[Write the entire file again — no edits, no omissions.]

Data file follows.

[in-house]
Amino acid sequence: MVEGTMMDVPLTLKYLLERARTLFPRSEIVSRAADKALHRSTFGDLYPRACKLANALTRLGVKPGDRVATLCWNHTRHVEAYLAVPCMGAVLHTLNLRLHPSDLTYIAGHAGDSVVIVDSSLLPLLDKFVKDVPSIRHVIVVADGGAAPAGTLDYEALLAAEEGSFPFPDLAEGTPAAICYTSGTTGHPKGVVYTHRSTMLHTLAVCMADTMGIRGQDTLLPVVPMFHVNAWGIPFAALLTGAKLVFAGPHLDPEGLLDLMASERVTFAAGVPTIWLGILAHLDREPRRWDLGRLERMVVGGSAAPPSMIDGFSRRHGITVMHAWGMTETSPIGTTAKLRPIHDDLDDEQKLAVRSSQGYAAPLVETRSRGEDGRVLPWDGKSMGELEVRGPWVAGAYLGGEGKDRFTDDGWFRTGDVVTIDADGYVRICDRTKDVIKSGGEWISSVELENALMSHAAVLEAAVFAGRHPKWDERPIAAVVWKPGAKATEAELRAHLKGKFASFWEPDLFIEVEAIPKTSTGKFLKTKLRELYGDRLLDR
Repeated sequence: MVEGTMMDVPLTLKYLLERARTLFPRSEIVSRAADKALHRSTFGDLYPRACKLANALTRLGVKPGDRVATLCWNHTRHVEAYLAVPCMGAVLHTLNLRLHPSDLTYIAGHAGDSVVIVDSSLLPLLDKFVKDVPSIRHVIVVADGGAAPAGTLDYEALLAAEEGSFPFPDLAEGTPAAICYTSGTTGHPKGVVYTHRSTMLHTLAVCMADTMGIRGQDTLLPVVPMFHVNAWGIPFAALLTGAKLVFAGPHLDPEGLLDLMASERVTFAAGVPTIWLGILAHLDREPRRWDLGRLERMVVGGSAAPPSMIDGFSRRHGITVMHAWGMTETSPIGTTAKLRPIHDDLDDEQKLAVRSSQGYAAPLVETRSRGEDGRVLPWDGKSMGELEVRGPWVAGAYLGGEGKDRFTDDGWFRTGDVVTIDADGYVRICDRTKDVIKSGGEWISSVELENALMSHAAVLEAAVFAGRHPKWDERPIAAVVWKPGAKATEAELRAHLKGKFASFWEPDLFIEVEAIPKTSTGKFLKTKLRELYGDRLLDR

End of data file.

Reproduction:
[in-house]
Amino acid sequence: MVEGTMMDVPLTLKYLLERARTLFPRSEIVSRAADKALHRSTFGDLYPRACKLANALTRLGVKPGDRVATLCWNHTRHVEAYLAVPCMGAVLHTLNLRLHPSDLTYIAGHAGDSVVIVDSSLLPLLDKFVKDVPSIRHVIVVADGGAAPAGTLDYEALLAAEEGSFPFPDLAEGTPAAICYTSGTTGHPKGVVYTHRSTMLHTLAVCMADTMGIRGQDTLLPVVPMFHVNAWGIPFAALLTGAKLVFAGPHLDPEGLLDLMASERVTFAAGVPTIWLGILAHLDREPRRWDLGRLERMVVGGSAAPPSMIDGFSRRHGITVMHAWGMTETSPIGTTAKLRPIHDDLDDEQKLAVRSSQGYAAPLVETRSRGEDGRVLPWDGKSMGELEVRGPWVAGAYLGGEGKDRFTDDGWFRTGDVVTIDADGYVRICDRTKDVIKSGGEWISSVELENALMSHAAVLEAAVFAGRHPKWDERPIAAVVWKPGAKATEAELRAHLKGKFASFWEPDLFIEVEAIPKTSTGKFLKTKLRELYGDRLLDR
Repeated sequence: MVEGTMMDVPLTLKYLLERARTLFPRSEIVSRAADKALHRSTFGDLYPRACKLANALTRLGVKPGDRVATLCWNHTRHVEAYLAVPCMGAVLHTLNLRLHPSDLTYIAGHAGDSVVIVDSSLLPLLDKFVKDVPSIRHVIVVADGGAAPAGTLDYEALLAAEEGSFPFPDLAEGTPAAICYTSGTTGHPKGVVYTHRSTMLHTLAVCMADTMGIRGQDTLLPVVPMFHVNAWGIPFAALLTGAKLVFAGPHLDPEGLLDLMASERVTFAAGVPTIWLGILAHLDREPRRWDLGRLERMVVGGSAAPPSMIDGFSRRHGITVMHAWGMTETSPIGTTAKLRPIHDDLDDEQKLAVRSSQGYAAPLVETRSRGEDGRVLPWDGKSMGELEVRGPWVAGAYLGGEGKDRFTDDGWFRTGDVVTIDADGYVRICDRTKDVIKSGGEWISSVELENALMSHAAVLEAAVFAGRHPKWDERPIAAVVWKPGAKATEAELRAHLKGKFASFWEPDLFIEVEAIPKTSTGKFLKTKLRELYGDRLLDR